Gojira - L'Enfant Sauvage
Since the release of From Mars To Sirius, Gojira have become something of a phenomenon: a fantastically heavy death metal band from France that is universally adored and admired. 2008's The Way Of All Flesh cemented their place at the top end of the underground, headlining their own tours and with two stints supporting Metallica. So now with L'Enfant Sauvage, there comes a huge weight of expectation for them to deliver something very special - an album that will show the masses what heavy really means.
And L'Enfant Sauvage is exactly that, a masterclass in combining brutal riffs and great tunes in one succinct, bone-crushing package. Gojira have very quickly created an identity that is so distinctly theirs, a backbone that runs through their work; not just Joe Duplantier's harsh growls and the beastly guitar tone, but the whole approach and songwriting is unmistakably Gojira. In an age where influences are far too easy to spot as many bands creep ever closer to mimicry, it is so refreshing to hear something very different and imaginative.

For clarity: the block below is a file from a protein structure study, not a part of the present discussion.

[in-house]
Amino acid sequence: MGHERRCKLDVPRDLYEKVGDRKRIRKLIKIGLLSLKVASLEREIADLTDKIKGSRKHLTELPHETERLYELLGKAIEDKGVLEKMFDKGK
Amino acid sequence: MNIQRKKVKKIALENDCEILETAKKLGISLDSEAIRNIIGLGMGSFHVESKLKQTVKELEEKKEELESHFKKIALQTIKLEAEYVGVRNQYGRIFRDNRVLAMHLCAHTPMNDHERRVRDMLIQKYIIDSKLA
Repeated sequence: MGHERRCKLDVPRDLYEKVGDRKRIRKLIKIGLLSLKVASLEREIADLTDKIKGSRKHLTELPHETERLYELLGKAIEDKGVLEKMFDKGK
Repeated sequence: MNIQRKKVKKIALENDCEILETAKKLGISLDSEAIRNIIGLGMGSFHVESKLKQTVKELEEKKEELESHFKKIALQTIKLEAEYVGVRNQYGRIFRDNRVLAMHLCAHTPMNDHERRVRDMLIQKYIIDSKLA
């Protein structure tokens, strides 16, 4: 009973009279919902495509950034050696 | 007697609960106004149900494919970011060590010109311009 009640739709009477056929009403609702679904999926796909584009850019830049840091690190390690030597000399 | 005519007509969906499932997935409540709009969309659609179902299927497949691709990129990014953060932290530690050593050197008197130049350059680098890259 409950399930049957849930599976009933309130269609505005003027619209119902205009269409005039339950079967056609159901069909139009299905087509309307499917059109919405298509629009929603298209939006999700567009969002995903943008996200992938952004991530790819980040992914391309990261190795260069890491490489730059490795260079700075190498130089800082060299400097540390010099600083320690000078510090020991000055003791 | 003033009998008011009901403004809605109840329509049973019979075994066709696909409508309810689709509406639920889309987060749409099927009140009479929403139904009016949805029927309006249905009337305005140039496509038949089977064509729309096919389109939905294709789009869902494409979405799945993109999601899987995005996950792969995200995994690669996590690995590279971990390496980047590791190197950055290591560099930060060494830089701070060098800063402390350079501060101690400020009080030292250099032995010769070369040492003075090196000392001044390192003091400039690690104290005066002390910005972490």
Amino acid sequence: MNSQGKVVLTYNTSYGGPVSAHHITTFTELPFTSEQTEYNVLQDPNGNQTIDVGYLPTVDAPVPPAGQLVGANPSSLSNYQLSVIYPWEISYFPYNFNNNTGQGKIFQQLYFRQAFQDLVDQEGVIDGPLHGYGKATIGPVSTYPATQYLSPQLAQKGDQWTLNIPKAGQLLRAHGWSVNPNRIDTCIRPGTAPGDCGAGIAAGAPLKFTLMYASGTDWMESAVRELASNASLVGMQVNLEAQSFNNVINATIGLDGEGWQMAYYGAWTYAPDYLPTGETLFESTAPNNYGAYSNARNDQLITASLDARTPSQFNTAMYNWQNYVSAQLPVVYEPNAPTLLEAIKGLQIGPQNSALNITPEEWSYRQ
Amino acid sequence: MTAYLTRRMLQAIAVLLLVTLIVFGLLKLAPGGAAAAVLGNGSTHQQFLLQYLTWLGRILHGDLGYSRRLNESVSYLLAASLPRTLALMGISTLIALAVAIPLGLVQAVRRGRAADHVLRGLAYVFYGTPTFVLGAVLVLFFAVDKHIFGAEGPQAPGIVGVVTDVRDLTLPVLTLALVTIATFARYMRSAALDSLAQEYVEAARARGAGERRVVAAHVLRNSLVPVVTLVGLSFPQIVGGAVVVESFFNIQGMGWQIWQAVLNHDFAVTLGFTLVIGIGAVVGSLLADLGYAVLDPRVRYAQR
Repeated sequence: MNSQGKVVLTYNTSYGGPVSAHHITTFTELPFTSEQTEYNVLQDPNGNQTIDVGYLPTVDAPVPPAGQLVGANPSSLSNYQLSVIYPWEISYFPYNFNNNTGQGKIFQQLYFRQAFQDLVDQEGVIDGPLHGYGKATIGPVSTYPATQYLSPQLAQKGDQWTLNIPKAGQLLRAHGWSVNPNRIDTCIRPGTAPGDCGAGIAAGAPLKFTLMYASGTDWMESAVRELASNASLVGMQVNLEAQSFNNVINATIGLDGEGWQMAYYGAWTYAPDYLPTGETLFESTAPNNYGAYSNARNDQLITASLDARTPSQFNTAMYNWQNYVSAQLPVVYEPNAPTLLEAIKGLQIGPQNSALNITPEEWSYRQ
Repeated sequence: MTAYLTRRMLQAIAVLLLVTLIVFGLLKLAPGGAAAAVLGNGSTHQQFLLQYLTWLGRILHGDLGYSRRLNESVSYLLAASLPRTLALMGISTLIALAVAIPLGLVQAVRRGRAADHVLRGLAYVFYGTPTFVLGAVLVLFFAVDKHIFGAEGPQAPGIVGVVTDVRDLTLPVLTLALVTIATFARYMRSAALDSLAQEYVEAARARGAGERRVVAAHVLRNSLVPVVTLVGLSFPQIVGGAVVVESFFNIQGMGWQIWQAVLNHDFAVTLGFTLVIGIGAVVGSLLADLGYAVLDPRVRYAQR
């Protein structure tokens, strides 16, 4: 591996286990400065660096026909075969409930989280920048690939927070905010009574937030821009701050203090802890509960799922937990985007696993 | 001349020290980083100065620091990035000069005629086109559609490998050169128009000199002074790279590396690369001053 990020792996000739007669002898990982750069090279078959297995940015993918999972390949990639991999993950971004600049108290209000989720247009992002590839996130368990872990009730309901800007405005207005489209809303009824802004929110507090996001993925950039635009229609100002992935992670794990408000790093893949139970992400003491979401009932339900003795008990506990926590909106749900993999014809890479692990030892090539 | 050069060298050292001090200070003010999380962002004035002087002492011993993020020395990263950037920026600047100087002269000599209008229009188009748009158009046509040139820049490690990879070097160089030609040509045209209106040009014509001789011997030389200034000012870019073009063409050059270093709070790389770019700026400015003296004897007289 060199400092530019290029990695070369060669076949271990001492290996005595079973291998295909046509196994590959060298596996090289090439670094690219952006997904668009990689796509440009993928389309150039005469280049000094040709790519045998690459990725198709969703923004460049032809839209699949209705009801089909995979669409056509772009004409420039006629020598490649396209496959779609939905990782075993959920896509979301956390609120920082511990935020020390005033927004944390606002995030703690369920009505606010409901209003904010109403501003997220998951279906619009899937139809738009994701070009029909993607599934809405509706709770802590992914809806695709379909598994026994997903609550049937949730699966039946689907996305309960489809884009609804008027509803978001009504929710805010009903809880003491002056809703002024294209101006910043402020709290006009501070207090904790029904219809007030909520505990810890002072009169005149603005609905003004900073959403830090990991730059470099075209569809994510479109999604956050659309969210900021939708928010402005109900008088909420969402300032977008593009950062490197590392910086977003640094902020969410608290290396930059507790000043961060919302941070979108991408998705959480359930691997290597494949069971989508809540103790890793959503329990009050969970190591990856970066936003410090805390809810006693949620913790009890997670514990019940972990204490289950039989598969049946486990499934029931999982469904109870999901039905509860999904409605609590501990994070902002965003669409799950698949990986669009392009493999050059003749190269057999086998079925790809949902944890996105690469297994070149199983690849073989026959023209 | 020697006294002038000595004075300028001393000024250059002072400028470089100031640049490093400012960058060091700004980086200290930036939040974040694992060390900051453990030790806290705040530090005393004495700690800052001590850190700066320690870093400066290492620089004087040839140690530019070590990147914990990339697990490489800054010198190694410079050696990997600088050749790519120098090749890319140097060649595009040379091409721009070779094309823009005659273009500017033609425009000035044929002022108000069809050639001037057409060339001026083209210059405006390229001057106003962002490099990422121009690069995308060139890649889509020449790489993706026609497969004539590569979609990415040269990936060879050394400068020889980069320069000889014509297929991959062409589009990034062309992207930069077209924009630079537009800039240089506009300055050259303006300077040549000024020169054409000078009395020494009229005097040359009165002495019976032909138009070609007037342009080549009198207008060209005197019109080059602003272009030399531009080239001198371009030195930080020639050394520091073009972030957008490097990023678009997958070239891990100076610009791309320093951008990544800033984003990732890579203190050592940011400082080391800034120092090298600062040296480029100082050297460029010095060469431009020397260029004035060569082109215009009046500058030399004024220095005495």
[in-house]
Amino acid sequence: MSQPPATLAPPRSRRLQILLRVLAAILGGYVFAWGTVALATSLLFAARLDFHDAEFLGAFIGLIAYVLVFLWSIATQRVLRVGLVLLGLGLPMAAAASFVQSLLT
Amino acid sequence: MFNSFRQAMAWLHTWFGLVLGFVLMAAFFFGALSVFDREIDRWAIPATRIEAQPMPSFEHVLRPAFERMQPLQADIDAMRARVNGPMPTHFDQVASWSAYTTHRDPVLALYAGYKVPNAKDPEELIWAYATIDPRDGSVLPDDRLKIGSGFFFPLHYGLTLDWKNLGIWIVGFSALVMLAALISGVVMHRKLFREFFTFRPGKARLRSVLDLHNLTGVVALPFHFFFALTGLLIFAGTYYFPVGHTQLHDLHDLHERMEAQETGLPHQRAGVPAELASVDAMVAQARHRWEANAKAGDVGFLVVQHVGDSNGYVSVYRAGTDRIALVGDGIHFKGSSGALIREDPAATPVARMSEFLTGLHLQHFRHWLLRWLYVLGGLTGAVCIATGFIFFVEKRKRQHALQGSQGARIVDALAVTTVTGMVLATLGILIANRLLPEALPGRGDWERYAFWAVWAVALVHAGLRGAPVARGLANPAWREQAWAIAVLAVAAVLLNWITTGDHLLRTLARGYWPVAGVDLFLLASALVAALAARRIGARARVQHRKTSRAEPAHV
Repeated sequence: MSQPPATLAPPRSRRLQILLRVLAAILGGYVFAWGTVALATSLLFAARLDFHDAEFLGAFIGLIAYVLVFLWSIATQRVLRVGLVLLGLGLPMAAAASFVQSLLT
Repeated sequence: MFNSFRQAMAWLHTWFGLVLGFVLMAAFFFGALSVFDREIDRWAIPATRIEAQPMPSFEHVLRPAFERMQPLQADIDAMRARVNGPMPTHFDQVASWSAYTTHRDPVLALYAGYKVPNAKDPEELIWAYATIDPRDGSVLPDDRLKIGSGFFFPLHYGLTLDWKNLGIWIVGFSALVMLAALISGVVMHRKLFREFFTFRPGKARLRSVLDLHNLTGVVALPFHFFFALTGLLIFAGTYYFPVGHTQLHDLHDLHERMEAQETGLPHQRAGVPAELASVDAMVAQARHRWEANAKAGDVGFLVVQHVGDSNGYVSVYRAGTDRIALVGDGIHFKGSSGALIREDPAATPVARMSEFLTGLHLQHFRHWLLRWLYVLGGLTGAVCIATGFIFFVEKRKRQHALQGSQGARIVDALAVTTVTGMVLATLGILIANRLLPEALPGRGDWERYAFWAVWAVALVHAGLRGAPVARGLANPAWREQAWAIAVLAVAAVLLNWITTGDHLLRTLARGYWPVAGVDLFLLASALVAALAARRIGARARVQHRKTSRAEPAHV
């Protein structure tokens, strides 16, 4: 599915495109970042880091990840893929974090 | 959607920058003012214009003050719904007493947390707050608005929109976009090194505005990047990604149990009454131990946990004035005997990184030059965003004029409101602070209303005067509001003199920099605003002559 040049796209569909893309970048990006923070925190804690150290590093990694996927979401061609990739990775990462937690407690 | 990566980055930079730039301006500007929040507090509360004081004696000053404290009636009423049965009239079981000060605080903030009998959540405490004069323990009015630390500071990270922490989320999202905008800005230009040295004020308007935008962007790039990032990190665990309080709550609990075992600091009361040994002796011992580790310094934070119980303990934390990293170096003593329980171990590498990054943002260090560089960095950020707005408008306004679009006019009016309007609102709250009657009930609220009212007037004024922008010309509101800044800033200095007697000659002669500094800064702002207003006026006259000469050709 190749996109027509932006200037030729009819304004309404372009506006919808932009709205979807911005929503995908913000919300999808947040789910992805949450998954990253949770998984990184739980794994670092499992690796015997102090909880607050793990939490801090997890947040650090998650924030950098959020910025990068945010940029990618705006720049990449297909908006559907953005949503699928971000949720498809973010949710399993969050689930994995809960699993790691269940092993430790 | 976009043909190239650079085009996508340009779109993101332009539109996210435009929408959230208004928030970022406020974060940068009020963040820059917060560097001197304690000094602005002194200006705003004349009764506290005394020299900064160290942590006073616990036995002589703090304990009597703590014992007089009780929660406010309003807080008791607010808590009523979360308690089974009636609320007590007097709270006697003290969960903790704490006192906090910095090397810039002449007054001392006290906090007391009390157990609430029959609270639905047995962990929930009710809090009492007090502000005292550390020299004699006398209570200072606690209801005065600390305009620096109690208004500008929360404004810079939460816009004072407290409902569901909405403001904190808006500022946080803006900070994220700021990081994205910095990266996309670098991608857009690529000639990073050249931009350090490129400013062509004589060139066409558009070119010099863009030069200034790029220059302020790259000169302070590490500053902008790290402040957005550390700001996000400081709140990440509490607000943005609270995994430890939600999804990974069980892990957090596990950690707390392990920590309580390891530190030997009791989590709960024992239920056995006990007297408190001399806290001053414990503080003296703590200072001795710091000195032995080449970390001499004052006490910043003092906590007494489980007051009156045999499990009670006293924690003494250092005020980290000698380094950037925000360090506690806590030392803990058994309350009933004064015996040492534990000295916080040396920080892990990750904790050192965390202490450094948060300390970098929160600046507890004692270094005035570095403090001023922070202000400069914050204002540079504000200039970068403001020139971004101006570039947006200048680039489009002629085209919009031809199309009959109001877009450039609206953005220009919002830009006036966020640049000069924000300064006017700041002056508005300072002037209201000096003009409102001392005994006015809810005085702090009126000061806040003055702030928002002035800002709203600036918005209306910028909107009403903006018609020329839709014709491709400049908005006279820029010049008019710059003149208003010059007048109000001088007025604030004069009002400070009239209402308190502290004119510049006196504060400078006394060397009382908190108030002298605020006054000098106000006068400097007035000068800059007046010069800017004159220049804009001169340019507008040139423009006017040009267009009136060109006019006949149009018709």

But a problem comes in the fact that L'Enfant Sauvage is missing one key ingredient that earlier works had by the bucket-load: progression. Whereas previously Gojira grew and took huge leaps forward, L'Enfant Sauvage essentially re-imagines those initial explorations. For instance, 'Born In Winter' bears a remarkable resemblance to the two-part title track of From Mars To Sirius, whilst 'The Axe' rather echoes 'Esoteric Surgery'. And nothing here ever matches the stellar heights of 'The Heaviest Matter Of The Universe' or 'The Art Of Dying'. No one track leaps out and declares itself as an instant classic.
This hardly ruins the album and Gojira remain, and will do so for many years to come, at the vanguard of a resurgent metal scene in which they continue to lead the way in marrying the violence, melody and a worthwhile message in their own inimitable way. L'Enfant Sauvage is a record that will only serve to enhance their burgeoning reputation, and quite rightly too, even if it doesn't build upon their impressive body of work as much as might have been hoped.